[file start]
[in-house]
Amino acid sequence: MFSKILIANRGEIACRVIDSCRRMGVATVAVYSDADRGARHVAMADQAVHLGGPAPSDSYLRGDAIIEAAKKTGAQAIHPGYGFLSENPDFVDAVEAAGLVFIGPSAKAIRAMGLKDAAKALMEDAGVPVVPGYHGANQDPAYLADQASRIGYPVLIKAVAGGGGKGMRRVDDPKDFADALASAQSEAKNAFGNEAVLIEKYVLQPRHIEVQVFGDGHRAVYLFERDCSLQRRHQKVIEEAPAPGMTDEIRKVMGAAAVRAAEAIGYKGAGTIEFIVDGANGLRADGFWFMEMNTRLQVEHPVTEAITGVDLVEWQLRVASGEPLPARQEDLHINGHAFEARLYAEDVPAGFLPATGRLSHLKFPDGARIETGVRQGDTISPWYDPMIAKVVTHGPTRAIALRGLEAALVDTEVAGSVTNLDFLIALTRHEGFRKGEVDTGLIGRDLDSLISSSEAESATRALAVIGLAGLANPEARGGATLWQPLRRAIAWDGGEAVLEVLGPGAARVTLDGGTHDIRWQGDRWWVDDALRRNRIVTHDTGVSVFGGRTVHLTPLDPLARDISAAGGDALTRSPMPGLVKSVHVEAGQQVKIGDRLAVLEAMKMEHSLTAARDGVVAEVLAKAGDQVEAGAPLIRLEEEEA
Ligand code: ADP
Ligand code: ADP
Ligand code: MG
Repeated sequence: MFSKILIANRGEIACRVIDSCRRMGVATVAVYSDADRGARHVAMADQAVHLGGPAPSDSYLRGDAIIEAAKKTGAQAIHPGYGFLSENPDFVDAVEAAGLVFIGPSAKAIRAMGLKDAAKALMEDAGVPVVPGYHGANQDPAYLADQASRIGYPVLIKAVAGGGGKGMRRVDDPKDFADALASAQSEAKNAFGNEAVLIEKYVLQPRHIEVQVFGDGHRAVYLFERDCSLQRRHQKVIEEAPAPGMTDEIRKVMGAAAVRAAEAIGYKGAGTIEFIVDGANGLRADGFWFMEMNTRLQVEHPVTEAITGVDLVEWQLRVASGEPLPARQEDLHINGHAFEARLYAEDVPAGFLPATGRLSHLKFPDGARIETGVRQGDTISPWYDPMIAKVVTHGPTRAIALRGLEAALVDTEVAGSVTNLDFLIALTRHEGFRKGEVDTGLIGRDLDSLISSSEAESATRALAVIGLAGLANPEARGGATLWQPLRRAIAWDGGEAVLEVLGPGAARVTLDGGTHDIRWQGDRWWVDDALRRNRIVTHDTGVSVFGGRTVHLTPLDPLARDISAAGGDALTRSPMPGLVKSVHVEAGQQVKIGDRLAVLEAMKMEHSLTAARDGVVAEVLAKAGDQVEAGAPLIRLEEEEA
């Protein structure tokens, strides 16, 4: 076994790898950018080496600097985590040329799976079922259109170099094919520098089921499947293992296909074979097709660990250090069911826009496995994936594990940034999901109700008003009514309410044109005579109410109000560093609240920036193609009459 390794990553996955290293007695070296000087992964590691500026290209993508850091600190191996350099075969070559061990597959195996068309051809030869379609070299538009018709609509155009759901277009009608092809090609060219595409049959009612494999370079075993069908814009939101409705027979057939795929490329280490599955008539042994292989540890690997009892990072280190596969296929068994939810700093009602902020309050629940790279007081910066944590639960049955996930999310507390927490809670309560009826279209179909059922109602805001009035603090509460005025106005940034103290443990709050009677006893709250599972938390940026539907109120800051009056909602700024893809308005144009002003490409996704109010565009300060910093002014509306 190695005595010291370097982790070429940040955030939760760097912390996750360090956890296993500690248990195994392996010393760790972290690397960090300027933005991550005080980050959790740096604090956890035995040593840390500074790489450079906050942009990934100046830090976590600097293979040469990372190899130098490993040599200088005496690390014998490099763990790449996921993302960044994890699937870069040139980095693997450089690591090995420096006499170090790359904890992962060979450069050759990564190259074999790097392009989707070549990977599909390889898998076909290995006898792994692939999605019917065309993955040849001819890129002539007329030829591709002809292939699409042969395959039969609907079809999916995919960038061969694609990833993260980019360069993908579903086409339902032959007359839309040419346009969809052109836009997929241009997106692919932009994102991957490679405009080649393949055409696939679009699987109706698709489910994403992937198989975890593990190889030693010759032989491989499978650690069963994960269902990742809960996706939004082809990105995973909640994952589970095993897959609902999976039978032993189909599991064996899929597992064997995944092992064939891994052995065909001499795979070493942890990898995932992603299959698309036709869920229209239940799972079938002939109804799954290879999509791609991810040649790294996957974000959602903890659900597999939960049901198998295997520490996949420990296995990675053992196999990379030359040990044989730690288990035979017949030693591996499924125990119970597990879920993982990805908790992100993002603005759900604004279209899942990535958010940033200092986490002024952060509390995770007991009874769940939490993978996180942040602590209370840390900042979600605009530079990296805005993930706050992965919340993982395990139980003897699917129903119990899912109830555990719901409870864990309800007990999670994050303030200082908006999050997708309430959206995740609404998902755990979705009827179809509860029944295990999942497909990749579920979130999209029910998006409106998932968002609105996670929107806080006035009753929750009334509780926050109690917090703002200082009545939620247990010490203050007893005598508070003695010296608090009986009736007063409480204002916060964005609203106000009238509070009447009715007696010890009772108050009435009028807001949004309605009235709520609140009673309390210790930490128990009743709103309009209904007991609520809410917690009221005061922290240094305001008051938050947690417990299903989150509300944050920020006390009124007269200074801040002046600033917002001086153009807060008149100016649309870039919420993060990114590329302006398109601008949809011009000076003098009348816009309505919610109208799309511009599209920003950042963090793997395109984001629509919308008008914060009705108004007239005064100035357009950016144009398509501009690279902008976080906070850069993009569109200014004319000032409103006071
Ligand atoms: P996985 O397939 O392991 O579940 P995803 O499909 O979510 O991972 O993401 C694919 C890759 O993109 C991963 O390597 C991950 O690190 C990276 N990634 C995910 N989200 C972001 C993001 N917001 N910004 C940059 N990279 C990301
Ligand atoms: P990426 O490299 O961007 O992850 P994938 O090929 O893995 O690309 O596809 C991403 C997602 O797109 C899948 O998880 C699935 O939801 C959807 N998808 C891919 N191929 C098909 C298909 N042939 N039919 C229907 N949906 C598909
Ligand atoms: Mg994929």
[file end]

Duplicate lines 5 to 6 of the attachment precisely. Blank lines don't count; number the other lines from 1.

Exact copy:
Ligand code: MG
Repeated sequence: MFSKILIANRGEIACRVIDSCRRMGVATVAVYSDADRGARHVAMADQAVHLGGPAPSDSYLRGDAIIEAAKKTGAQAIHPGYGFLSENPDFVDAVEAAGLVFIGPSAKAIRAMGLKDAAKALMEDAGVPVVPGYHGANQDPAYLADQASRIGYPVLIKAVAGGGGKGMRRVDDPKDFADALASAQSEAKNAFGNEAVLIEKYVLQPRHIEVQVFGDGHRAVYLFERDCSLQRRHQKVIEEAPAPGMTDEIRKVMGAAAVRAAEAIGYKGAGTIEFIVDGANGLRADGFWFMEMNTRLQVEHPVTEAITGVDLVEWQLRVASGEPLPARQEDLHINGHAFEARLYAEDVPAGFLPATGRLSHLKFPDGARIETGVRQGDTISPWYDPMIAKVVTHGPTRAIALRGLEAALVDTEVAGSVTNLDFLIALTRHEGFRKGEVDTGLIGRDLDSLISSSEAESATRALAVIGLAGLANPEARGGATLWQPLRRAIAWDGGEAVLEVLGPGAARVTLDGGTHDIRWQGDRWWVDDALRRNRIVTHDTGVSVFGGRTVHLTPLDPLARDISAAGGDALTRSPMPGLVKSVHVEAGQQVKIGDRLAVLEAMKMEHSLTAARDGVVAEVLAKAGDQVEAGAPLIRLEEEEA